The Kathleen Christensen Dissertation Award

This award recognizes a recent graduate of a doctoral program who has already made a significant contribution to the work and family knowledge base. The Kathleen Christensen Dissertation Award has been created to encourage doctoral candidates and early career scholars to reach for/achieve high and rigorous standards of research relevant to the work and family area of study. It provides financial support to help a promising work-family scholar to initiate post-dissertation research.  This award is co-sponsored and co-selected by the Work and Family Researchers Network and the Society for Human Resource Management. This award is made possible by generous support from the Northrop Grumman Corporation, the Families and Work Institute, the SHRM Foundation, SHRM’s National Study of the Changing Workforce, and the Work and Family Researchers Network members.

Honoring Kathleen Christensen   

Kathleen Christensen directs the Alfred P. Sloan Foundation’s Working Longer program. Dr. Christensen currently serves as co-President of WFRN. Previously, Christensen established and spearheaded the Sloan Foundation’s Workplace, Work Force and Working Families program. Under her leadership, the foundation has been credited as a driving force in creating the field of work-family research and with launching a national movement to make workplace flexibility a compelling national issue and the standard of the American workplace. Dr. Christensen planned and participated in the 2010 White House Forum on Workplace Flexibility, as well as the 2014 White House Summit on Working Families.

In 2010, Dr. Christensen was named by Working Mother magazine as one of the, “Seven Wonders of the Work-Life Field”. In 2004, she was awarded the inaugural Work-Life Legacy Award by the Families and Work Institute. She is the author or editor of seven books, including some of the earliest research on contingent work and work at home.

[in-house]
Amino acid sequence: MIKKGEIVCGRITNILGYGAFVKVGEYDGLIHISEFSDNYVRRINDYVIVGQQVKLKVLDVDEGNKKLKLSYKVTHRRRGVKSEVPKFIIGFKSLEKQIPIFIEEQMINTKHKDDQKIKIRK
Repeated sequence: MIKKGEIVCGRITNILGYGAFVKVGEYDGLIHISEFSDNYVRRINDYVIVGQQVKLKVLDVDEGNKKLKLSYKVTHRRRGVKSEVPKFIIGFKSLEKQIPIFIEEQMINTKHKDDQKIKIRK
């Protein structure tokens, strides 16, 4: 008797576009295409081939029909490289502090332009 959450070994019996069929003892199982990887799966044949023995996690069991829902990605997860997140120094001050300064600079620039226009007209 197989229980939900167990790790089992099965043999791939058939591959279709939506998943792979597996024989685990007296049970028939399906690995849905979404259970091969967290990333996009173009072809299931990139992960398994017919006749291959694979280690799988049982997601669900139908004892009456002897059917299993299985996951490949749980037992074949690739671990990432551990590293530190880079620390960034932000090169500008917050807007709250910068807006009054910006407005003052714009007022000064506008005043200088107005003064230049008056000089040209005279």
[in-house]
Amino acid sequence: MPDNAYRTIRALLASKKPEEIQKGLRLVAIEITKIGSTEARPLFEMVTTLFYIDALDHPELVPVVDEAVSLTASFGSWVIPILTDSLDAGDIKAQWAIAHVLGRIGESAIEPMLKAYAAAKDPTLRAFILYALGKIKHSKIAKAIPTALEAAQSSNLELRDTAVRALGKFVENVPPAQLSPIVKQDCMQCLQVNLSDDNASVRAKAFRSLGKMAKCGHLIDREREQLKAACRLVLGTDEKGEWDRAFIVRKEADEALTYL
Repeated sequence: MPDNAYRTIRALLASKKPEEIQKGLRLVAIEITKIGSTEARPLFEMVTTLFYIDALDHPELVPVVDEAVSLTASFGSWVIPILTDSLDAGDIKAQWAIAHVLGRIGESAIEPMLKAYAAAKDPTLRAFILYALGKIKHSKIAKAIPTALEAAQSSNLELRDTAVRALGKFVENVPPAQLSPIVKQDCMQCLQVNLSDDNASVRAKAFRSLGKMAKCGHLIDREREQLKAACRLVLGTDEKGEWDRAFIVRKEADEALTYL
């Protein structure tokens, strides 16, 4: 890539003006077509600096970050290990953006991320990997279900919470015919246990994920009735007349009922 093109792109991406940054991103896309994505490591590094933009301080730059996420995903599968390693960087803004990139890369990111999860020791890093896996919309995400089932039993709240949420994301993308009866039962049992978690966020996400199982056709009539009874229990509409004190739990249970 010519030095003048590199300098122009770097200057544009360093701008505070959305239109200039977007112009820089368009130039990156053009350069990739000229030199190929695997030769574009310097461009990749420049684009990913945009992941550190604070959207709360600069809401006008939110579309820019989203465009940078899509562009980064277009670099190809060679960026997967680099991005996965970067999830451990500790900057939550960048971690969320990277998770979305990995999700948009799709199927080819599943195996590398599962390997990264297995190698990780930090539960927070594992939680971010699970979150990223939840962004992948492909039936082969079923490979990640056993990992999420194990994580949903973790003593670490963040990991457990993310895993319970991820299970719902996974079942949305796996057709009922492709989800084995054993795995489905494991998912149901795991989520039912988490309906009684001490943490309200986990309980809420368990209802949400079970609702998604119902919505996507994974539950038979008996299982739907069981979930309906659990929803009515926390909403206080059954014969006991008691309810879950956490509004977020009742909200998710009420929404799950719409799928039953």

Christensen earned her Ph.D. from Pennsylvania State University. She began her professional career as a policy analyst at the Urban Institute in Washington, D.C., and later joined the faculty of the Graduate Center, City University of New York, where she was a Professor of Psychology.

2024 Award Recipient: Tania Hutt

Nominator Kate Weisshaar writes: “Dr. Tania Hutt received her PhD in June 2023 in the Sociology department at the University of North Carolina at Chapel Hill (UNC). She is currently an Assistant Professor of Sociology at Pontificia Universidad Católica de Chile. Dr. Hutt’s dissertation, titled “A New Dimension of the Motherhood Penalty: Perceptions of Future Childbearing Risk,” proposes that our understanding of motherhood should be broadened to include perceptions of potential motherhood, in addition to current motherhood. This conceptualization has important implications for how we consider gender inequality in the labor market and within employment settings. Through a series of rigorous and highly innovative empirical studies, including two survey experiments, an audit study of employers, and in-depth interviews with mothers and employers, Dr. Hutt illustrates how employers’ anticipation of women becoming future mothers creates a unique form of inequality that is not solely related to gender or current parental status.”  The Work and Family Researchers Network and the Society for Human Resource Management are honored to recognize the exceptional work of this recent doctoral recipient.

2024 Honorable Mention: Victoria Daniel

Nominator Yujie (Jessie) Zhan writes: In addressing her doctoral dissertation “The Hidden Side of Work‐Family Boundary Management: Uncovering the Role of Cognitive Boundary Work and Boundary Context Questions, Dr. Daniel developed a theoretical model explaining how cognitive boundary work unfolds and how it relates to different performance and well-being outcomes for individual employees. In doing so, her dissertation studies are among the first to start bridging some important gaps in the work-family boundary literature. To address her research questions, Dr. Daniel conducted a qualitative study and three quantitative survey studies using different designs. Dr. Daniel analyzed data from two sources, posts from online discussion boards and text responses from open-ended survey questions, following a grounded theory approach. Through this inductive study, she identified four components of cognitive boundary work, including anticipating boundary needs, boundary planning, regulating boundary implementation, and adapting boundaries. She also identified the critical role of boundary context that shapes boundaries and impacts the amount of cognitive boundary work.” The Work and Family Researchers Network and the Society for Human Resource Management are honored to recognize the exceptional work of this recent doctoral recipient.

Nomination and Selection Procedures

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Past Recipients